Merkel, Robert G.
Random testing is a standard software testing method. It is a popular method for reli-ability assessment, but its use for debug testing has been opposed by some authorities. Random testing does not use any information to guide test case selection, and so, it is argued, testing is less likely to be effective than other methods. Based on the observation that failures often cluster in contiguous regions, Adaptive Random Testing (ART) is a more effective random testing method. While retaining random selection of test cases, selection is guided by the idea that tests should be widely spread throughout the input domain. A simple way to implement this concept, FSCS-ART, involves randomly generating a number of candidates, and choosing the candidate most widely spread from any already-executed test. This method has already shown to be up to 50% more effective than random testing. This thesis examines a number of theoretical and practical issues related to ART. Firstly, an theoretical examination of the scope of adaptive methods to improve testing effectiveness is conducted. Our results show that the maximum improvement in failure detection effectiveness possible is only 50% - so ART performs close to this limit on many occasions. Secondly, the statistical validity of the previous empirical results is examined. A mathematical analysis of the sampling distribution of the various failure-detection effectiveness methods shows that the measure preferred in previous studies has a slightly unusual distribution known as the geometric distribution, and that that it and other measures are likely to show high variance, requiring very large sample sizes for accurate comparisons. A potential limitation of current ART methods is the relatively high selection overhead. A number of methods to obtain lower overheads are proposed and evaluated, involving a less-strict randomness or wide-spreading criterion. Two methods use dynamic, as-needed partitioning to divide the input domain, spreading test cases throughout the partitions as required. Another involves using a class of numeric sequences called quasi-random sequences. Finally, a more efficient implementation of the existing FSCS-ART method is proposed using the mathematical structure known as the Voronoi diagram. Finally, the use of ART on programs whose input is non-numeric is examined. While existing techniques can be used to generate random non-numeric candidates, a criterion for 'wide spread' is required to perform ART effectively. It is proposed to use the notion of category-partition as such a criterion.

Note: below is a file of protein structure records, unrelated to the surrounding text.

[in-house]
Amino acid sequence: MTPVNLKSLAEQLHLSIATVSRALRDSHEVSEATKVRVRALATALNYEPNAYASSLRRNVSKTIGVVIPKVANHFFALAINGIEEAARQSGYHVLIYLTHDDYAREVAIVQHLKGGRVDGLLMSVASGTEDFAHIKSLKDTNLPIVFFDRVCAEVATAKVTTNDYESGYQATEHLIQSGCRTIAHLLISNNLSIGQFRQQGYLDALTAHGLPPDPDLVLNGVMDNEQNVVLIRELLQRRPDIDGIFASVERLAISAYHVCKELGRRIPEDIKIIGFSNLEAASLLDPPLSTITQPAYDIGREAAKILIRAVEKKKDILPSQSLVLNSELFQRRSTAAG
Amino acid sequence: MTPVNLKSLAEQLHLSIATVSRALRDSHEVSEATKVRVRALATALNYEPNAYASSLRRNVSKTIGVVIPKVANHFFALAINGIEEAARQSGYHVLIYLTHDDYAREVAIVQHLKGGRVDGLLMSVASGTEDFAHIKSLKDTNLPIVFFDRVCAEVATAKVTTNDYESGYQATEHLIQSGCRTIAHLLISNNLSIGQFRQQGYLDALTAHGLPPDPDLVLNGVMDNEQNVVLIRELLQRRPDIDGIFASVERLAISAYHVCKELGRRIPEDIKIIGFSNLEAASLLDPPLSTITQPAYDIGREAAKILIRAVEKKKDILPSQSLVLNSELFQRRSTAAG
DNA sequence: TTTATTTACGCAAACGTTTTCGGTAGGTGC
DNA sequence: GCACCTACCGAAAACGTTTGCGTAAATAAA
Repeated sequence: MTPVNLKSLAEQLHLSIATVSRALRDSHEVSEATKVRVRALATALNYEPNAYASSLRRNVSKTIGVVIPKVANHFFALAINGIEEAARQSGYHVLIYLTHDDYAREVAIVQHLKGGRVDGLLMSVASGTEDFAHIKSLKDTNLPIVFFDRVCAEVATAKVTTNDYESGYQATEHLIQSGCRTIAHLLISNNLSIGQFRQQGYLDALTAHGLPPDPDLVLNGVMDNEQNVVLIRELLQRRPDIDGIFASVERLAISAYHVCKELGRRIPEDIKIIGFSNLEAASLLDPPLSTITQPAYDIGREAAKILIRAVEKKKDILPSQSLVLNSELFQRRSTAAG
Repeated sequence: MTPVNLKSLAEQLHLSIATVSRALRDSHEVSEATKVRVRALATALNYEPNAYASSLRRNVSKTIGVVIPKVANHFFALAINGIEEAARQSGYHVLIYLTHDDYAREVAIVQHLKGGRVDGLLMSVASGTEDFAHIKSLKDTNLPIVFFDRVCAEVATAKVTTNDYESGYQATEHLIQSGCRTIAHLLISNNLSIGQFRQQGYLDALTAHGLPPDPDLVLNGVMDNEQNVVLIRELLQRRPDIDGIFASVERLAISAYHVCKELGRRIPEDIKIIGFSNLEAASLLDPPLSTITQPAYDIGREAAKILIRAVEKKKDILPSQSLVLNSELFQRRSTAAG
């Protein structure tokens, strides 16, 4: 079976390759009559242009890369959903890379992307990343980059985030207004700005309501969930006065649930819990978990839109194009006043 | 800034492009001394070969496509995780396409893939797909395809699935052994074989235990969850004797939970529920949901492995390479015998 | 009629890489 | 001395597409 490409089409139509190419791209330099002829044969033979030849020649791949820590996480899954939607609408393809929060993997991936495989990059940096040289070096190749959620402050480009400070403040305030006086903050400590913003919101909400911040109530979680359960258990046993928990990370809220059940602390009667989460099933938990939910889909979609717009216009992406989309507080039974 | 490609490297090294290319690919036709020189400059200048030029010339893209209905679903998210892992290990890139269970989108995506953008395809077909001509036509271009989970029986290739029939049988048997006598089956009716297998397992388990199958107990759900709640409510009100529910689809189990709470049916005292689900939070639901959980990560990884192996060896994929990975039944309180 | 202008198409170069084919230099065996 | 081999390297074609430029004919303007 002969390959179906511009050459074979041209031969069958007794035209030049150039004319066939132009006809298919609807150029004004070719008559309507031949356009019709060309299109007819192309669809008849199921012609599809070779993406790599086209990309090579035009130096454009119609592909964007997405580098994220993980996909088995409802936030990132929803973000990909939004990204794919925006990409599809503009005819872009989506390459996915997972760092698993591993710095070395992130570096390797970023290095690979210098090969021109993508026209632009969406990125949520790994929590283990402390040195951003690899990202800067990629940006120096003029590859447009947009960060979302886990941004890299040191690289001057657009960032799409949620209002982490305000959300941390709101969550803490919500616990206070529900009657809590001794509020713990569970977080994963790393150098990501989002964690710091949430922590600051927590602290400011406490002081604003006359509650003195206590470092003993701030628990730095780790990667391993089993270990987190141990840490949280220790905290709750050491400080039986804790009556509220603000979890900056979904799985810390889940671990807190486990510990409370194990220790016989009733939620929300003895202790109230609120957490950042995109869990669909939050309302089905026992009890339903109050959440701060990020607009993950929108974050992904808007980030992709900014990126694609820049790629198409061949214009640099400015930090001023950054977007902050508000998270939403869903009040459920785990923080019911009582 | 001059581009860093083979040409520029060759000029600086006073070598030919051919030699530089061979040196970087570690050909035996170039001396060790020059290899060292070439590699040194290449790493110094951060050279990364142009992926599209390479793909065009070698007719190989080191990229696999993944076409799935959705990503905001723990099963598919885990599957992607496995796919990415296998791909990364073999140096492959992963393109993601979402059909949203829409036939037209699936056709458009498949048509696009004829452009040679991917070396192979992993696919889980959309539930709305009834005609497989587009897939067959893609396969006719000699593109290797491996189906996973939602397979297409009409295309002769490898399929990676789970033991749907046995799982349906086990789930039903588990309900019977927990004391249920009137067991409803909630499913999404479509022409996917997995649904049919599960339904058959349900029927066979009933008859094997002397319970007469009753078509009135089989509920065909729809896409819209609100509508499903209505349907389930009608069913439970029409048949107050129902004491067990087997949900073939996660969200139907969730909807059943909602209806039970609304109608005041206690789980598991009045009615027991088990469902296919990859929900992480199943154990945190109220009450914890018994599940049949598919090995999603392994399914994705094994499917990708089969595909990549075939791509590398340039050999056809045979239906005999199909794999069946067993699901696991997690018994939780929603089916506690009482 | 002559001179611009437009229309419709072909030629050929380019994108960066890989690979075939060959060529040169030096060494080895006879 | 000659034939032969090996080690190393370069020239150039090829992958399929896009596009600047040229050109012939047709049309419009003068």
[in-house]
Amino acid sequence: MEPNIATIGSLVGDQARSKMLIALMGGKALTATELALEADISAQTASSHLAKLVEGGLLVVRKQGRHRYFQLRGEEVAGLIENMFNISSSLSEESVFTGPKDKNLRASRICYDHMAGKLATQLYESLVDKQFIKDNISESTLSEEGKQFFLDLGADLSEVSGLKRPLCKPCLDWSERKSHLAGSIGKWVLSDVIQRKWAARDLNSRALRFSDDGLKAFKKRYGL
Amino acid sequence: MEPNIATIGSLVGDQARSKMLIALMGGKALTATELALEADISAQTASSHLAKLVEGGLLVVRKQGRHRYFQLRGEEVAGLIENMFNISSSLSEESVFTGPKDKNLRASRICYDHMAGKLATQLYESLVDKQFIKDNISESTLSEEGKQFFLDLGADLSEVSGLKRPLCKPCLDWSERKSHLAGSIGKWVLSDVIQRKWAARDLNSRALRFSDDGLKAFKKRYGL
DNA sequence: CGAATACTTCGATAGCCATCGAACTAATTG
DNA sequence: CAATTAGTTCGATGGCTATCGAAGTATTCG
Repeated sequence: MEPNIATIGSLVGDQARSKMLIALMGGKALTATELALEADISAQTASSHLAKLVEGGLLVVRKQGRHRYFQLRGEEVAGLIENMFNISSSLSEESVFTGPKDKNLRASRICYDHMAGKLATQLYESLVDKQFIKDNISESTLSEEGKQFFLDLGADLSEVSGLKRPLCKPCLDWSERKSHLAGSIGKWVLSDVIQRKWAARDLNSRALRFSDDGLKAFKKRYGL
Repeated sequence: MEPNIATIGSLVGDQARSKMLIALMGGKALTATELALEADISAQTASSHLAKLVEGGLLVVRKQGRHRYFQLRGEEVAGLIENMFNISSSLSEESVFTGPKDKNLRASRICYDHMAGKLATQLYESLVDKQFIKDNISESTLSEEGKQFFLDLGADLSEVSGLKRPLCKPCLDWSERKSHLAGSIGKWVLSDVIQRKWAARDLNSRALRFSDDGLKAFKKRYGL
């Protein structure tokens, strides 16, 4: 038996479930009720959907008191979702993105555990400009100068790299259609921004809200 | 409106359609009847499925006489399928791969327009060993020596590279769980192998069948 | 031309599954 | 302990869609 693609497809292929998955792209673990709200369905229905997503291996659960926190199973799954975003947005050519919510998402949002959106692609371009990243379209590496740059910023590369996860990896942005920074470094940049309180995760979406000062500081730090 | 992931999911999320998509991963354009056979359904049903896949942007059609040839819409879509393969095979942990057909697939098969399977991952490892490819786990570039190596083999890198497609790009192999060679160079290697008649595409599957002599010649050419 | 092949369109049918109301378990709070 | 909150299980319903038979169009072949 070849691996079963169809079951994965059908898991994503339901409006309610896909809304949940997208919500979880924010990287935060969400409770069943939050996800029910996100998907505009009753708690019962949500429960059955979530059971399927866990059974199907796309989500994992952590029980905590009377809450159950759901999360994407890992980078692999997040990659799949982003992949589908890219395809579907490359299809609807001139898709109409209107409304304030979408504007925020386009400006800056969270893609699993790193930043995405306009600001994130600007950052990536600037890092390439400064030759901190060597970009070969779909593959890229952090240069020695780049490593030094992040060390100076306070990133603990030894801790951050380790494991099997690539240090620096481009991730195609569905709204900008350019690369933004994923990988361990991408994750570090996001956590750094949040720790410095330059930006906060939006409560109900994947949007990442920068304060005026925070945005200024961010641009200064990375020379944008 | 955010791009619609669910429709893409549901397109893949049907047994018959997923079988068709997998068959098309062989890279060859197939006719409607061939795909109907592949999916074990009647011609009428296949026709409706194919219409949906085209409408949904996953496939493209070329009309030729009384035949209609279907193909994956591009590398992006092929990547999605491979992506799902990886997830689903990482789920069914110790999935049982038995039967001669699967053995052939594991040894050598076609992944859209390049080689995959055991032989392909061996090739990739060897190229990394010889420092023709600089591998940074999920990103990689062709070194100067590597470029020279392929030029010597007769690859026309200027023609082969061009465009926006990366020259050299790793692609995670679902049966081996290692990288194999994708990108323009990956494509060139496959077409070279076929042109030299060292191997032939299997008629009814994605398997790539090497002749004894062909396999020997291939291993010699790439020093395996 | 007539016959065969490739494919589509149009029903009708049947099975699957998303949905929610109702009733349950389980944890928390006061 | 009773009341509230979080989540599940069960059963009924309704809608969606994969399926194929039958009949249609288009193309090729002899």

T. Y. Chen
Copyright © 2005 Robert G. Merkel.
Submitted in fulfillment of the requirements for the degree of Doctor of Philosophy, Swinburne University of Technology, 2005.